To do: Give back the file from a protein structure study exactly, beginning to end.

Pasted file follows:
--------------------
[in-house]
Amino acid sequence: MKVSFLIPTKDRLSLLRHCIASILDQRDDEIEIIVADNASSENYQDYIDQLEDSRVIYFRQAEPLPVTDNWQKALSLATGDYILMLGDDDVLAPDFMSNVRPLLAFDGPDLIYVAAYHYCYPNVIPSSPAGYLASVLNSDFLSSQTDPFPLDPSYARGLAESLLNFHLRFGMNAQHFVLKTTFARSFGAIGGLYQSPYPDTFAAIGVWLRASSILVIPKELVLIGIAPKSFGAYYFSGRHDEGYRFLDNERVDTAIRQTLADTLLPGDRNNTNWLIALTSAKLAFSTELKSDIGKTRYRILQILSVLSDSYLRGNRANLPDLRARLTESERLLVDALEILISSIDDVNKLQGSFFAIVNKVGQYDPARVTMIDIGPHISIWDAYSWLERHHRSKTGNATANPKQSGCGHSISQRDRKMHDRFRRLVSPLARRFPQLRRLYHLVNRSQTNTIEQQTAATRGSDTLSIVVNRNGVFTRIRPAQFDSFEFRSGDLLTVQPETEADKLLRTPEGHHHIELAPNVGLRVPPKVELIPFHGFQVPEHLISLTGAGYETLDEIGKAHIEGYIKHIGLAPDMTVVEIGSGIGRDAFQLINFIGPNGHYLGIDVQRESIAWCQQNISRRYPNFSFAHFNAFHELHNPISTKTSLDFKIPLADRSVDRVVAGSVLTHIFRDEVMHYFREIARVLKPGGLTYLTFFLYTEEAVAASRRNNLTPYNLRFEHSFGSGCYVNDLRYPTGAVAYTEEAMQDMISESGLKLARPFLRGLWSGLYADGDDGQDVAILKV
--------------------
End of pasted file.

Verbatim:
[in-house]
Amino acid sequence: MKVSFLIPTKDRLSLLRHCIASILDQRDDEIEIIVADNASSENYQDYIDQLEDSRVIYFRQAEPLPVTDNWQKALSLATGDYILMLGDDDVLAPDFMSNVRPLLAFDGPDLIYVAAYHYCYPNVIPSSPAGYLASVLNSDFLSSQTDPFPLDPSYARGLAESLLNFHLRFGMNAQHFVLKTTFARSFGAIGGLYQSPYPDTFAAIGVWLRASSILVIPKELVLIGIAPKSFGAYYFSGRHDEGYRFLDNERVDTAIRQTLADTLLPGDRNNTNWLIALTSAKLAFSTELKSDIGKTRYRILQILSVLSDSYLRGNRANLPDLRARLTESERLLVDALEILISSIDDVNKLQGSFFAIVNKVGQYDPARVTMIDIGPHISIWDAYSWLERHHRSKTGNATANPKQSGCGHSISQRDRKMHDRFRRLVSPLARRFPQLRRLYHLVNRSQTNTIEQQTAATRGSDTLSIVVNRNGVFTRIRPAQFDSFEFRSGDLLTVQPETEADKLLRTPEGHHHIELAPNVGLRVPPKVELIPFHGFQVPEHLISLTGAGYETLDEIGKAHIEGYIKHIGLAPDMTVVEIGSGIGRDAFQLINFIGPNGHYLGIDVQRESIAWCQQNISRRYPNFSFAHFNAFHELHNPISTKTSLDFKIPLADRSVDRVVAGSVLTHIFRDEVMHYFREIARVLKPGGLTYLTFFLYTEEAVAASRRNNLTPYNLRFEHSFGSGCYVNDLRYPTGAVAYTEEAMQDMISESGLKLARPFLRGLWSGLYADGDDGQDVAILKV